Thankfully, response to the New York Times’ implication that the victims were somehow at fault has been vocal. (The Times itself has acknowledged that the story was “insensitive.”)
Former Irish President Mary McAleese sent a letter to the Times, stating:
“Today in Ireland we are hanging our heads in shock and sorrow at the needless deaths of six of our brightest and best young adults and the serious injuries to others.
Today the New York Times should be hanging its head in shame at how outrageously and without the remotest evidence it has rushed to judgment on those deaths.
[W]ithin hours of the most appalling tragedy in the history of the J-1 visa program, when the one salient fact to speak for itself is the ludicrous collapse of a fourth floor balcony in a relatively new building, New York Times journalists reached for the lazy tabloid stereotype and heaped deliberate injustice on top of the most awful grief.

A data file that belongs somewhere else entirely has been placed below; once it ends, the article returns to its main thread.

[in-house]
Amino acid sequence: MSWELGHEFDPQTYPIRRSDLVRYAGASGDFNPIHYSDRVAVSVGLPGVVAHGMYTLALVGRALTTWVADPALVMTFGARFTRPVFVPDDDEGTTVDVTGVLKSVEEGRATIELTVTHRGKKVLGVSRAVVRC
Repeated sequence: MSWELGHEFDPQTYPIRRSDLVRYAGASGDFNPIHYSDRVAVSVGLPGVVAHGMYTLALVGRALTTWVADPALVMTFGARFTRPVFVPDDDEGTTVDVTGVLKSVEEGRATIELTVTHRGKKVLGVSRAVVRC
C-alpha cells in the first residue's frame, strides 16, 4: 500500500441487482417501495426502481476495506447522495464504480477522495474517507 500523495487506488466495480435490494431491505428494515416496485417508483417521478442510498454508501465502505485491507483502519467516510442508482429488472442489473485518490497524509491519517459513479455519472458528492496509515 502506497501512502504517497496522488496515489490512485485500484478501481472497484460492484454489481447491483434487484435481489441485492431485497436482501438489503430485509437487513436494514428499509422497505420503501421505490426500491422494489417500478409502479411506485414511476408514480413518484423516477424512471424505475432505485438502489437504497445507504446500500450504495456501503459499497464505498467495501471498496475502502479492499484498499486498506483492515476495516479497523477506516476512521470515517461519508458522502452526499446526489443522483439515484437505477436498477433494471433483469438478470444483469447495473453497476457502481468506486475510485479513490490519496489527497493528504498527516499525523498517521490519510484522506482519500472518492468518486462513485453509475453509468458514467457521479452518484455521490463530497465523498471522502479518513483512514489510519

Shame on you.”
President McAleese’s thoughts were echoed by current Taoiseach, Enda Kenny.
CPM stands behind victims of senseless tragedies like this one. No amount of stereotyping of drinking or partying, or reports of “noise violations” by those injured or killed in this tragedy is relevant. As President McAleese said – the one salient fact is the ludicrous collapse of the balcony, nothing more. President McAleese is correct, and the media’s focus should be on remembering the victims and determining the cause of the collapse, not judging those who died through no fault of their own. Shame indeed.